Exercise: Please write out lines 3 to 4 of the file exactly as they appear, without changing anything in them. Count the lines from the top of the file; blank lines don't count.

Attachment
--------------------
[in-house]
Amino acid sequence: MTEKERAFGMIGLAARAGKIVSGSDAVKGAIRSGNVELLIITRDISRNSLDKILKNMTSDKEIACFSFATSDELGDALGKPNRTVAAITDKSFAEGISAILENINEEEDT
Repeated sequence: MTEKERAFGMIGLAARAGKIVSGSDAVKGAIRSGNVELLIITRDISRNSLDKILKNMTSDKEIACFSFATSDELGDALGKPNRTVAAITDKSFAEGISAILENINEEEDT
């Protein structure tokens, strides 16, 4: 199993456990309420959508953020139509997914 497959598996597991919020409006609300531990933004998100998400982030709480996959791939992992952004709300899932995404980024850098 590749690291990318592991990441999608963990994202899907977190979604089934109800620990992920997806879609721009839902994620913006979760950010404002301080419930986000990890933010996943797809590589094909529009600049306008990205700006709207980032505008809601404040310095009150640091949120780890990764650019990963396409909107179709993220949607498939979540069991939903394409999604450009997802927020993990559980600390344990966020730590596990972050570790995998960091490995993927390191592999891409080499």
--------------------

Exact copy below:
Repeated sequence: MTEKERAFGMIGLAARAGKIVSGSDAVKGAIRSGNVELLIITRDISRNSLDKILKNMTSDKEIACFSFATSDELGDALGKPNRTVAAITDKSFAEGISAILENINEEEDT
């Protein structure tokens, strides 16, 4: 199993456990309420959508953020139509997914 497959598996597991919020409006609300531990933004998100998400982030709480996959791939992992952004709300899932995404980024850098 590749690291990318592991990441999608963990994202899907977190979604089934109800620990992920997806879609721009839902994620913006979760950010404002301080419930986000990890933010996943797809590589094909529009600049306008990205700006709207980032505008809601404040310095009150640091949120780890990764650019990963396409909107179709993220949607498939979540069991939903394409999604450009997802927020993990559980600390344990966020730590596990972050570790995998960091490995993927390191592999891409080499």